Question: Logit-normal distribution to model variation among biological replicates
gravatar for CY
11 months ago by
United States
CY560 wrote:

I came across rMATS while doing research on differential alternative splicing (AS). It uses logit-normal distibution to model variation among biological replicates. I am having difficulty understanding the logics here.

Can anyone share some insights on how logit-normal distribution can model such variation? It does not have to be AS specific as long as the allow me to understanding the rational here.

ADD COMMENTlink modified 11 months ago by Kevin Blighe70k • written 11 months ago by CY560
gravatar for Kevin Blighe
11 months ago by
Kevin Blighe70k
Republic of Ireland
Kevin Blighe70k wrote:

It says, in the paper:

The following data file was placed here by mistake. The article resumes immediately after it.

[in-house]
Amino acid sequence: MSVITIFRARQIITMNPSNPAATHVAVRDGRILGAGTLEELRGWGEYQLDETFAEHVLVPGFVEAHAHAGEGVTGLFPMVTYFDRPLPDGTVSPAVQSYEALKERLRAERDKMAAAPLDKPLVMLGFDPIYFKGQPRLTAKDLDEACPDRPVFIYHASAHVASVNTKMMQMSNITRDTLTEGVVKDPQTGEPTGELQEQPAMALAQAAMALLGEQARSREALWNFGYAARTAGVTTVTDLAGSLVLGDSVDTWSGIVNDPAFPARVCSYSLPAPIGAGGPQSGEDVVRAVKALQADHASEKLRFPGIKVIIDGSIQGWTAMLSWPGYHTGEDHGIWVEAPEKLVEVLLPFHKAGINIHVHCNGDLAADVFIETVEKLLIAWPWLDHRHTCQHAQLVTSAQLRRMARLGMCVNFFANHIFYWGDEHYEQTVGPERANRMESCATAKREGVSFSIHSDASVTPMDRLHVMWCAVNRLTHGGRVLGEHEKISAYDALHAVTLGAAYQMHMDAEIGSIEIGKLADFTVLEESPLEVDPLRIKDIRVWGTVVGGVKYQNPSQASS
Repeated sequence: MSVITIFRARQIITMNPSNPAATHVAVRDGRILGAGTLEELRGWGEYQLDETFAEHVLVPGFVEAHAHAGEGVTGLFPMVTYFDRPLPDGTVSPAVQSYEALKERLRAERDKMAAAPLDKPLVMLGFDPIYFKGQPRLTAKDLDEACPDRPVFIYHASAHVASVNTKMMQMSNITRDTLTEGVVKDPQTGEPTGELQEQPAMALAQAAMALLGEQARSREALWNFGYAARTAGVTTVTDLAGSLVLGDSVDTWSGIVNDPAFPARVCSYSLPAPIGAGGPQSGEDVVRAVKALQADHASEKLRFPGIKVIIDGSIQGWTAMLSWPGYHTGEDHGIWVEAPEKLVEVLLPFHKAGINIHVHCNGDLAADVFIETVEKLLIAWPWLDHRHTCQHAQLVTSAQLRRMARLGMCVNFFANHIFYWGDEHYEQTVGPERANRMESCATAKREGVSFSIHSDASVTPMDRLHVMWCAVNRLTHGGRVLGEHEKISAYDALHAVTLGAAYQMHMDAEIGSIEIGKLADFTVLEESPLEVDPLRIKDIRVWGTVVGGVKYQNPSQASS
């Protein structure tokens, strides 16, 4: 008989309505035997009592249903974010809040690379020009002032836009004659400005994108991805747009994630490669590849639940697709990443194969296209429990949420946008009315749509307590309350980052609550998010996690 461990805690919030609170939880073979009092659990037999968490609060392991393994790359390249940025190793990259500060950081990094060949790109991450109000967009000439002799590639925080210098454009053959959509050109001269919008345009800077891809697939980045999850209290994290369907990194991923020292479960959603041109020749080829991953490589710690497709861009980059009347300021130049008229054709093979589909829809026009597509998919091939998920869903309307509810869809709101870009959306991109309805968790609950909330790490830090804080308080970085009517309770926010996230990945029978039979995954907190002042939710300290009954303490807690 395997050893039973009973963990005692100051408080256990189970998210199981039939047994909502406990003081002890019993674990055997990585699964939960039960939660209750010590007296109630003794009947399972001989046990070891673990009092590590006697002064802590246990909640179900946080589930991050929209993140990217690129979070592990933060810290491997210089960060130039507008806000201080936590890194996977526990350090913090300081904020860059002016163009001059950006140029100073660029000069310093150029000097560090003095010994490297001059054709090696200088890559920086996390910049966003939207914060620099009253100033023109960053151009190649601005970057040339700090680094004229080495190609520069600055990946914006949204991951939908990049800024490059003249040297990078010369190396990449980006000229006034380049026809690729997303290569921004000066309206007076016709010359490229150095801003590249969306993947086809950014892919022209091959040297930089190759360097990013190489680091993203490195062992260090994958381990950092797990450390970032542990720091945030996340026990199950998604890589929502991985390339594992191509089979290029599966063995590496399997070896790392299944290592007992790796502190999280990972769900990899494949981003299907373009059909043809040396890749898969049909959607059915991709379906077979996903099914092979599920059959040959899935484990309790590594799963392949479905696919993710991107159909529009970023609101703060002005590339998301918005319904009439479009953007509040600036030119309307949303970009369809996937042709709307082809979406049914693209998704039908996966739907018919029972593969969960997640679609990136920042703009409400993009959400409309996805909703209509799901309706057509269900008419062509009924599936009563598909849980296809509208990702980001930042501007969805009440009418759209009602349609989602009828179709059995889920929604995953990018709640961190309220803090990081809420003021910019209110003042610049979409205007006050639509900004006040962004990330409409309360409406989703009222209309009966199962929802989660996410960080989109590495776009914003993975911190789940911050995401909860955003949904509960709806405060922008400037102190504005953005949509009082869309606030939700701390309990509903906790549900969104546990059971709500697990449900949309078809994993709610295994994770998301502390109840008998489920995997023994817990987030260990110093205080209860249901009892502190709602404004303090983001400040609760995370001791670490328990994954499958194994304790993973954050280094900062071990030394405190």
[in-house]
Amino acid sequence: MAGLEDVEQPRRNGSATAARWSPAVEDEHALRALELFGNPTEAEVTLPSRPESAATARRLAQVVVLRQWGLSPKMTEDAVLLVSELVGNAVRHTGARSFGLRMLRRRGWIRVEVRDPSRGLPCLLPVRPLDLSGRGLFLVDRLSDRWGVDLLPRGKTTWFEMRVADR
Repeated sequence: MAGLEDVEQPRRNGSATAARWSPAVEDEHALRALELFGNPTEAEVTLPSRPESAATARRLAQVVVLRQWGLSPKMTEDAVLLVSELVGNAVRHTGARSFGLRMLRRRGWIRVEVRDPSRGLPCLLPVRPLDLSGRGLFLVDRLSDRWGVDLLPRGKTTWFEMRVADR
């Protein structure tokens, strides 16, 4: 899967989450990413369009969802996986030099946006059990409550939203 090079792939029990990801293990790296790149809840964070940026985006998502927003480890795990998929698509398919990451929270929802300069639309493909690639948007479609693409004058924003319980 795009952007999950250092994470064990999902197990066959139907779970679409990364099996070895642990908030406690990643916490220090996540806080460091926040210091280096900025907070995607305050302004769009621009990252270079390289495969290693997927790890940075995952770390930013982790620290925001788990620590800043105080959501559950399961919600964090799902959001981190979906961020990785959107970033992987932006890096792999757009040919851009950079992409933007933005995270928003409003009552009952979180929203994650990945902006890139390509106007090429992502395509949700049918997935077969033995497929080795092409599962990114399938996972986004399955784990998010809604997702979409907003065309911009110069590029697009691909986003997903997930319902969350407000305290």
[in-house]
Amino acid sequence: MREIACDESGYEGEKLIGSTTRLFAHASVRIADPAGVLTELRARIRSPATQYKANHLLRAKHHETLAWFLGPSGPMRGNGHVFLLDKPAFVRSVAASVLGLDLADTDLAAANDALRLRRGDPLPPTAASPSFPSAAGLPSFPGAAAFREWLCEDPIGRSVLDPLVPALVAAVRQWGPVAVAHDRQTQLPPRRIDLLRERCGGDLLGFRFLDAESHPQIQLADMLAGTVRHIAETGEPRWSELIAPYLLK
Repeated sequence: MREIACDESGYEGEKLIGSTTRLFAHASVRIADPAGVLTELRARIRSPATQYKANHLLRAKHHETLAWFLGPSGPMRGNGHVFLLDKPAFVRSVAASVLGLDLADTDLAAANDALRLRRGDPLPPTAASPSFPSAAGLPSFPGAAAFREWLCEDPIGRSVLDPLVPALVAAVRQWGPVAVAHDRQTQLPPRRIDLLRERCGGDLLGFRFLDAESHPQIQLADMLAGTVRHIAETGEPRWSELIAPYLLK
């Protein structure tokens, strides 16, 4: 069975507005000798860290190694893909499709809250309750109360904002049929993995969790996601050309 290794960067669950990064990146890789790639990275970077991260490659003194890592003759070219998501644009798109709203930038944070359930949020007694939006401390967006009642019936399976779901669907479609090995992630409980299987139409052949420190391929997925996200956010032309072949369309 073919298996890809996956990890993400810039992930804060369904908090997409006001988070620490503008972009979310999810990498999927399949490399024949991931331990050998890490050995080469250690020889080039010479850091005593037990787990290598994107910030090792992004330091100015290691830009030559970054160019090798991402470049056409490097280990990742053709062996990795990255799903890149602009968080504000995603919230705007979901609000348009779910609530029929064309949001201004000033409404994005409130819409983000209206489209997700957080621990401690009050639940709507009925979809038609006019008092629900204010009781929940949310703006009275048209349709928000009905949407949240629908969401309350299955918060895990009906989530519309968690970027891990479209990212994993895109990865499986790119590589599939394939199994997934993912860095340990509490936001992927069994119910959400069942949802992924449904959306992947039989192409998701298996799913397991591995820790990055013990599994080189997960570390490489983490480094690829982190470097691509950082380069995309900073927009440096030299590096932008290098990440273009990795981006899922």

rMATS uses a binomial distribution to model the read count from the exon inclusion isoform given the exon inclusion level in each individual replicate and a logit-normal distribution to model the variation among replicates within sample group.

This is a big assumption that likely does not hold for all genes, which is a limitation of rMATs. I guess that they mean, that, if you plot the read counts for every exon over every identified isoform, then it would follow a binomial. Exons that are only expressed in rare isoforms would be at either tail of the curve.

ADD COMMENTlink written 11 months ago by Kevin Blighe70k

Thank you for replying. I can understand the binomial distribution part. What confused me is the logic of using logit-normal distribution to model between-replicates variation

ADD REPLYlink written 11 months ago by CY560
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